“Twelve years is the end of a cycle and we are taking the opportunity this year to reflect on the past as well as reimagine the future,” said Yeoh Siew Hoon, founder, WIT. “We are gathering the pioneers who were at our first conference in 2005 to talk about the changes they have seen, the ones yet to come and the lessons they have learnt.
“At the same time, we have carefully selected new and emerging players from across Asia, all of whom are innovating and disrupting in their respective markets. By blending wisdom and experience with new vigour and fresh ideas, we want to fire up the imagination of travel professionals to take the industry to the next level because, like it or not, things are changing fast and we have to adapt faster.
“After all, who was it who said, there are three ways we learn – the easiest by imitation, the bitterest by experience and the noblest by reflection.”
Close to 100 speakers will gather for the three-day event, which kicks off on Oct 17 with the Bootcamp, Asia’s largest travel startup event. The annual start-up competition will see up to seven entrepreneurs compete to win a place in the Travelport Labs Accelerator programme, which comes with seed funding of US$30,000.
This year saw the most diverse entries with close to 30 submissions from Poland, Taiwan, South Korea, Japan, Thailand, the Philippines and Australia, reflecting the growth and interest in Asia’s startup ecosystem, where governments are putting resources in tech startups and investors are looking for the next unicorn. (The full Bootcamp programme is here)
The Main Event, on Oct 18-19, will field top executives from global brands such as Accor Hotels, Expedia, Kayak, Booking.com, Google and TripAdvisor alongside Asian giants such as Ctrip, MakeMyTrip, Alitrip, Rakuten and Agoda.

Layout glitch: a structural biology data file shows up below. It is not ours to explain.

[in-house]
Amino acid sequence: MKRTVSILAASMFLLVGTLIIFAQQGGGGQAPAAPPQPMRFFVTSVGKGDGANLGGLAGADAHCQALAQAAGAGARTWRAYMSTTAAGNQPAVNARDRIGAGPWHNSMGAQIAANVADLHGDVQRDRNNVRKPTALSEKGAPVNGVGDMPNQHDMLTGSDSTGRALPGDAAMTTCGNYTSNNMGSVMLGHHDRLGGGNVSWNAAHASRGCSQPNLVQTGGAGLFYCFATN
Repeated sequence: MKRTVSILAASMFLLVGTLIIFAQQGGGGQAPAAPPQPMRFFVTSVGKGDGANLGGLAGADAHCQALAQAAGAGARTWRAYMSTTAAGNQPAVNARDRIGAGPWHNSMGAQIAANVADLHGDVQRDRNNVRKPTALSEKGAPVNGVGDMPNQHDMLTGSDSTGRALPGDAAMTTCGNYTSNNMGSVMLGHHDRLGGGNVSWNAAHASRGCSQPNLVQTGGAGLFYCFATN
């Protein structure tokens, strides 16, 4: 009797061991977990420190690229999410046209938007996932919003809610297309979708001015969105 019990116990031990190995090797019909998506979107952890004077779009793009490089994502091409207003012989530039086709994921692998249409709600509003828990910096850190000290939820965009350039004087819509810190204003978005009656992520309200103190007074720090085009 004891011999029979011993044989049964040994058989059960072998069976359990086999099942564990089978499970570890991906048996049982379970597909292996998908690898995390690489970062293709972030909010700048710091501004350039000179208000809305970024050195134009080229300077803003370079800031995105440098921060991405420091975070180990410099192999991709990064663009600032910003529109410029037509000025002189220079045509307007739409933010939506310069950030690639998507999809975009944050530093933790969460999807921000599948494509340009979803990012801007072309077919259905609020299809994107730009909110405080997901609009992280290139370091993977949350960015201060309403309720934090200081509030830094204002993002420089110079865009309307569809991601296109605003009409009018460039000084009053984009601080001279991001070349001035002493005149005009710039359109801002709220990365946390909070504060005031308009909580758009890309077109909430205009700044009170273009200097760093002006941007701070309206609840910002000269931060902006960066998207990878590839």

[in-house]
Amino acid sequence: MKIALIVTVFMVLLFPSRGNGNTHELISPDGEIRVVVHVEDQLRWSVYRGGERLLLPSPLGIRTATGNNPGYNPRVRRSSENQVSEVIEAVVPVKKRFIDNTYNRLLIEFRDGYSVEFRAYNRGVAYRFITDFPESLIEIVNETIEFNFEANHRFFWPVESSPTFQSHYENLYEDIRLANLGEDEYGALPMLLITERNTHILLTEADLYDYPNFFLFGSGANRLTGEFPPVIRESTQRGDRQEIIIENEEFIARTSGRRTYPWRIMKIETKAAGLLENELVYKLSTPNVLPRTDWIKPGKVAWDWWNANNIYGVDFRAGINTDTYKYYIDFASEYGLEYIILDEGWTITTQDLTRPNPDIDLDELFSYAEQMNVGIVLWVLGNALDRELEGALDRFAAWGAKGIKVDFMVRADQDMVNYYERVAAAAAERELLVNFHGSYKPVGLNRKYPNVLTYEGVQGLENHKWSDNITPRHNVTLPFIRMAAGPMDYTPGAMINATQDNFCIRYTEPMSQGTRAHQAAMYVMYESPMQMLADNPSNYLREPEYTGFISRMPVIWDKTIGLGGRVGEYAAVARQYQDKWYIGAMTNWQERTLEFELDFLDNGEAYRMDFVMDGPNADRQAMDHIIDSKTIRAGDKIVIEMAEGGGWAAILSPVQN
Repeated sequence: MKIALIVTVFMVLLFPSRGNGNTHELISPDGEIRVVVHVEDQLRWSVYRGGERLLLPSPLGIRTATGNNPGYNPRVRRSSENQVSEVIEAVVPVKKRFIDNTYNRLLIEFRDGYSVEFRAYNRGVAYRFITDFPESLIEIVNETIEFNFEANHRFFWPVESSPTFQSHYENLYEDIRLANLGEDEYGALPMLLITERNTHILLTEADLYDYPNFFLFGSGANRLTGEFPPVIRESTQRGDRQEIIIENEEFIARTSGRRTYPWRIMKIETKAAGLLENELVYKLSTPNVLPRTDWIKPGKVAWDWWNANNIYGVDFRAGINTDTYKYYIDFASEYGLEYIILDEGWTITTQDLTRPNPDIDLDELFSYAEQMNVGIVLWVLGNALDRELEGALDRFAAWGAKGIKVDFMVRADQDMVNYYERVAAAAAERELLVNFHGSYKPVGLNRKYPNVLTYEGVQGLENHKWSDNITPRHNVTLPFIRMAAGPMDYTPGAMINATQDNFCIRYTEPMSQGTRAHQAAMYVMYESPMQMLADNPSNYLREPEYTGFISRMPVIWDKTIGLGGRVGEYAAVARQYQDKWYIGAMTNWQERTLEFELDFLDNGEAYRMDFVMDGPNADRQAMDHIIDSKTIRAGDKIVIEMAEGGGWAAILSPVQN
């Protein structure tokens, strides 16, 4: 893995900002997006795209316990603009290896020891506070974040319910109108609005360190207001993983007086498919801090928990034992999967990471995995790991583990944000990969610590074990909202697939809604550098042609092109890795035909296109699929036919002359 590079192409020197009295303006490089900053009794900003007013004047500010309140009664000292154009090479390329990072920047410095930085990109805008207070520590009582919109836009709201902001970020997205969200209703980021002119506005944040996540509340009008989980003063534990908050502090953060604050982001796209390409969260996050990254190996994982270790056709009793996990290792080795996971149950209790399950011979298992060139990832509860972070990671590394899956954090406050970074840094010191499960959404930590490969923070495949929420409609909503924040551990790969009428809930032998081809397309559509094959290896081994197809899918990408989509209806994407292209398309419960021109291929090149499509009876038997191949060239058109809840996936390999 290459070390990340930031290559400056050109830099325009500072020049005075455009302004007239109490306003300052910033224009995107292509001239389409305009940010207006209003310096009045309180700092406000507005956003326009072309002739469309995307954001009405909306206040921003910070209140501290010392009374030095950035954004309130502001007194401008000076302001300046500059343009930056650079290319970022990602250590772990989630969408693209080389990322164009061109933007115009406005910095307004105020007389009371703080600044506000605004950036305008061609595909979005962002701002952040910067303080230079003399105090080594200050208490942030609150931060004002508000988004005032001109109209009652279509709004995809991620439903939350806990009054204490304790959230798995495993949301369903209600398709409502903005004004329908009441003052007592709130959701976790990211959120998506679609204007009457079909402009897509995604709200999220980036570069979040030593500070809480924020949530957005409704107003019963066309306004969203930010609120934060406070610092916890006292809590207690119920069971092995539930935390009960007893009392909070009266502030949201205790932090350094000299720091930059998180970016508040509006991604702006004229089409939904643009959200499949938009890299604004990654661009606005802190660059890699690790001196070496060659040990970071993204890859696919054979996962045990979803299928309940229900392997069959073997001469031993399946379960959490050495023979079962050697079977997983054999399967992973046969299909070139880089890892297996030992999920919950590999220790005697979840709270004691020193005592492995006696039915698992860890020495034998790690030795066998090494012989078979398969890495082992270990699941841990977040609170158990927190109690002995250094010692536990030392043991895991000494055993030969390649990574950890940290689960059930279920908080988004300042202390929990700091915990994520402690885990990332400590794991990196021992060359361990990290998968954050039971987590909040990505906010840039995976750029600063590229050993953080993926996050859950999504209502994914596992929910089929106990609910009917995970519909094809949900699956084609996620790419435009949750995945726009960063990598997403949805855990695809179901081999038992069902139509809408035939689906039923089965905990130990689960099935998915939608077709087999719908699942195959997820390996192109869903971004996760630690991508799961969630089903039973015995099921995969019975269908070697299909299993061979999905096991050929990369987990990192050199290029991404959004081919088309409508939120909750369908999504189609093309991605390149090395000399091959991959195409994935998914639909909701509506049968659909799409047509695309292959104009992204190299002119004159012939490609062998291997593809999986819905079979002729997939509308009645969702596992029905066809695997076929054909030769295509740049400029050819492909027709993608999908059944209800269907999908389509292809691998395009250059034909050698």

On the agenda are hot topics shaping travel today – consolidation, alternative and budget branded accommodation, artificial intelligence, chat bots, mobile, new channels of distribution and low cost airlines. (The full programme is here)
The conference will also recognize the best in class in online travel with its annual WITovation Awards.
Said Siew Hoon, “When we started in 2005, it was hard to convince people that online was going to be where it’s at. Still, we managed to get about 130 delegates. Last year, we achieved 550. According to Phocuswright, in 2002, online travel gross bookings in Asia totaled US$4.8b. Today it’s US$137b and by 2018, Asia will be the largest digital travel market in the world.
“Every chief executive I have interviewed tell me Asia and the digital revolution are two global forces driving travel. WIT sits at that intersection.
“Here’s a market size of 4.42b people here, packed with enthusiastic consumers willing to try new things, see new places, feel new experiences – and today they have the means, in technology and monetary terms, to buy travel differently. No one can afford to be left behind.”